Existing relations between Venezuela and Turkey prospered following the 2016 defeated coup attempt in Turkey by the Gülenist Terror Group (FETÖ), Venezuela's foreign minister said Saturday.
Venezuela and Turkey have always enjoyed "good relations," and President Nicolas Maduro was one of the first leaders to condemn the July 15 FETÖ coup attempt, said Jorge Arreaza.
The terrorist group, led by Fetullah Gülen who currently resides in Saylorsburg, Pennsylvania, in the U.S., orchestrated the 2016 coup attempt through the organization's military infiltrators. It has faced heightened scrutiny since then, and thousands of people linked to the group were detained or arrested following the coup attempt.
Back in 2018, Venezuela handed two schools linked to FETÖ over to the Turkish state-backed Maarif Foundation, confirming its stance against the terrorist group. Turkey established the Maarif Foundation in 2016, following the coup attempt, to assume control of FETÖ-linked schools abroad.
Relations are not at the level we would like them to be, but the two countries' economies have the potential to complement one another, Arreaza said, while taking questions from Mehmet Necati Kutlu, the Latin Studies Center director at Turkey's Ankara University.
"Those who want to invest in Venezuela from Turkey are being phoned and threatened. There are some who are imposing sanctions. Therefore, I believe there is a need for a new legal framework to protect private sector investments," Arreaza said. "In the coming years we will see the best figures in trade with Turkey and I believe we will establish closer cultural relations."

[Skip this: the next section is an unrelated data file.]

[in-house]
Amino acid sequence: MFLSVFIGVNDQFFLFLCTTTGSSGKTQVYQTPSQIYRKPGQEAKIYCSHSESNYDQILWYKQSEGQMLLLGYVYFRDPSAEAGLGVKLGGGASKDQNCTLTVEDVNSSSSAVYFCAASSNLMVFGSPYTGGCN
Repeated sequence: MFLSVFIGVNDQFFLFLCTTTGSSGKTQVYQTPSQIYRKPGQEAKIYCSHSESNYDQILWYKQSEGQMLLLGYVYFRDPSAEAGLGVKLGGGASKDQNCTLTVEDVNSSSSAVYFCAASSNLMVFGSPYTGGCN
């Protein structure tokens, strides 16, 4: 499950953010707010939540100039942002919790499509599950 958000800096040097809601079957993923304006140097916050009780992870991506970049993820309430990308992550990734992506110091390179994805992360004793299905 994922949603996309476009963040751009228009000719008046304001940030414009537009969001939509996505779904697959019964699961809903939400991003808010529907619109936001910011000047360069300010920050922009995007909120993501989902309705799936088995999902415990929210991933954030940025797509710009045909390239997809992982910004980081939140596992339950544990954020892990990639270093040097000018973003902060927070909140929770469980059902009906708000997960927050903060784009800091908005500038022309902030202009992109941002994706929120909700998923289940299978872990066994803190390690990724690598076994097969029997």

The minister added: "The Turkish ambassador wants to inaugurate the cultural center of Turkey in a short time, and we also mentioned a mosque. We are starting to get to know each other. We are very distant but very alike."
Venezuela has been rocked by protests since last year when President Nicolas Maduro was sworn in for a second term following a vote boycotted by the opposition.
Tensions escalated when Juan Guaido declared himself acting president days later, a move supported by the U.S. and many European and Latin American countries.
President Recep Tayyip Erdoğan has stood by his Venezuelan counterpart, reiterating his support to Venezuela's democratically elected government and President Maduro, condemning any undemocratic interventions.
After the U.S. hastily threw its support behind Guaido, Erdoğan expressed his surprise and disappointment that his counterpart Donald Trump would choose to back an apparent coup attempt.
Bilateral ties have flourished during the coronavirus pandemic as well since Turkey sent a series of medical aid to Venezuela.
Back in July, Turkey's ambassador to Venezuela Şevki Mütevellioğlu expressed that the Venezuelan side welcomed the aid as its economy is crippled by sanctions. Despite COVID-19, bilateral trade cooperation continues strengthening, Mütevellioğlu said, adding that "the bilateral trade volume in the first six months of 2020 showed remarkable improvement compared to last year."
Regarding possible relations between Venezuela and the U.S., Arreaza said if the new American administration wants dialogue, Venezuela is open to it.
"There was no way a civilized dialogue with the Trump administration could continue. I hope we can establish this with President-elect Joe Biden," he said. "We will have to wait to see if Biden will allow being controlled by military, industry, technological, financial groups, or whether he can put some will of his own identity and personality to improve relations with Venezuela."
The U.S. has been Venezuela's most important trade partner for 100 years, but it has now been replaced with China, he said, adding we can have a "good relationship" with the U.S. under international law and mutual respect.